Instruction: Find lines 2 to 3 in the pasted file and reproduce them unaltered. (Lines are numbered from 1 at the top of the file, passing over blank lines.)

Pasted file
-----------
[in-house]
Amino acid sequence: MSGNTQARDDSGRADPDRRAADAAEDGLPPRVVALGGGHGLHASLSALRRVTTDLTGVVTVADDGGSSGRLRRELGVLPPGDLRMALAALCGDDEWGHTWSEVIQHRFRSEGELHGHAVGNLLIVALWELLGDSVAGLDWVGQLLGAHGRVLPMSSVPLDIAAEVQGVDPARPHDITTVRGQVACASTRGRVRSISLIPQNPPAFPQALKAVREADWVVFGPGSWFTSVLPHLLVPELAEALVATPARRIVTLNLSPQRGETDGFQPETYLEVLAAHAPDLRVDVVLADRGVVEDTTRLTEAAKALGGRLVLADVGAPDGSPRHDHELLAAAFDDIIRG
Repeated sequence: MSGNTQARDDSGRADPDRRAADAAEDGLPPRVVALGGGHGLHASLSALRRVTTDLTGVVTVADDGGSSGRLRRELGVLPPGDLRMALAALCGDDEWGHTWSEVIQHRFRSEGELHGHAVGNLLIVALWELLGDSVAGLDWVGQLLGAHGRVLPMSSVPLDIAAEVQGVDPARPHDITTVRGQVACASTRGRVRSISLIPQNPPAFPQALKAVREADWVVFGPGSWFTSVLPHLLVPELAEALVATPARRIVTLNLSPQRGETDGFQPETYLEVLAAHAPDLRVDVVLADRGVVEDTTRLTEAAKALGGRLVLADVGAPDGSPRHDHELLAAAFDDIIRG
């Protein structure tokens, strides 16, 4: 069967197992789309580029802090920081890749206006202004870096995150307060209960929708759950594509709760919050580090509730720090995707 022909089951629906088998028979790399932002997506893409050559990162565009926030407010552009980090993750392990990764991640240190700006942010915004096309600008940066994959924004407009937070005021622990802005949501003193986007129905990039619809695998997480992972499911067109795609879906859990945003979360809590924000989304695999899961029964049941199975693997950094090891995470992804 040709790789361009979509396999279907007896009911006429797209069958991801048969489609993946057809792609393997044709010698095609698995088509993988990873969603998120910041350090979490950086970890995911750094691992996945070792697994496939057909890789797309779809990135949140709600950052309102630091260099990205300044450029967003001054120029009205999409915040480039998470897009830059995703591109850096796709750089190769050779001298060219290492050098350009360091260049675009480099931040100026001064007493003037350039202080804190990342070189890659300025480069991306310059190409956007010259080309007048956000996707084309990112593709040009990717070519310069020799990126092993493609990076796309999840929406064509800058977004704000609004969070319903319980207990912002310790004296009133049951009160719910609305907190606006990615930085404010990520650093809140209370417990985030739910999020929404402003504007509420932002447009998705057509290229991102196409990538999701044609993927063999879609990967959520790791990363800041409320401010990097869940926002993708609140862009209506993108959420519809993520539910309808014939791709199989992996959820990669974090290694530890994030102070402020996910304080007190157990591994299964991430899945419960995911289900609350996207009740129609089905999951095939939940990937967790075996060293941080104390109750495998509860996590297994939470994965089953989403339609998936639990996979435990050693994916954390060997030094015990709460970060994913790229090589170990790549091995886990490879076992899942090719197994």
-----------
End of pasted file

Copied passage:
Amino acid sequence: MSGNTQARDDSGRADPDRRAADAAEDGLPPRVVALGGGHGLHASLSALRRVTTDLTGVVTVADDGGSSGRLRRELGVLPPGDLRMALAALCGDDEWGHTWSEVIQHRFRSEGELHGHAVGNLLIVALWELLGDSVAGLDWVGQLLGAHGRVLPMSSVPLDIAAEVQGVDPARPHDITTVRGQVACASTRGRVRSISLIPQNPPAFPQALKAVREADWVVFGPGSWFTSVLPHLLVPELAEALVATPARRIVTLNLSPQRGETDGFQPETYLEVLAAHAPDLRVDVVLADRGVVEDTTRLTEAAKALGGRLVLADVGAPDGSPRHDHELLAAAFDDIIRG
Repeated sequence: MSGNTQARDDSGRADPDRRAADAAEDGLPPRVVALGGGHGLHASLSALRRVTTDLTGVVTVADDGGSSGRLRRELGVLPPGDLRMALAALCGDDEWGHTWSEVIQHRFRSEGELHGHAVGNLLIVALWELLGDSVAGLDWVGQLLGAHGRVLPMSSVPLDIAAEVQGVDPARPHDITTVRGQVACASTRGRVRSISLIPQNPPAFPQALKAVREADWVVFGPGSWFTSVLPHLLVPELAEALVATPARRIVTLNLSPQRGETDGFQPETYLEVLAAHAPDLRVDVVLADRGVVEDTTRLTEAAKALGGRLVLADVGAPDGSPRHDHELLAAAFDDIIRG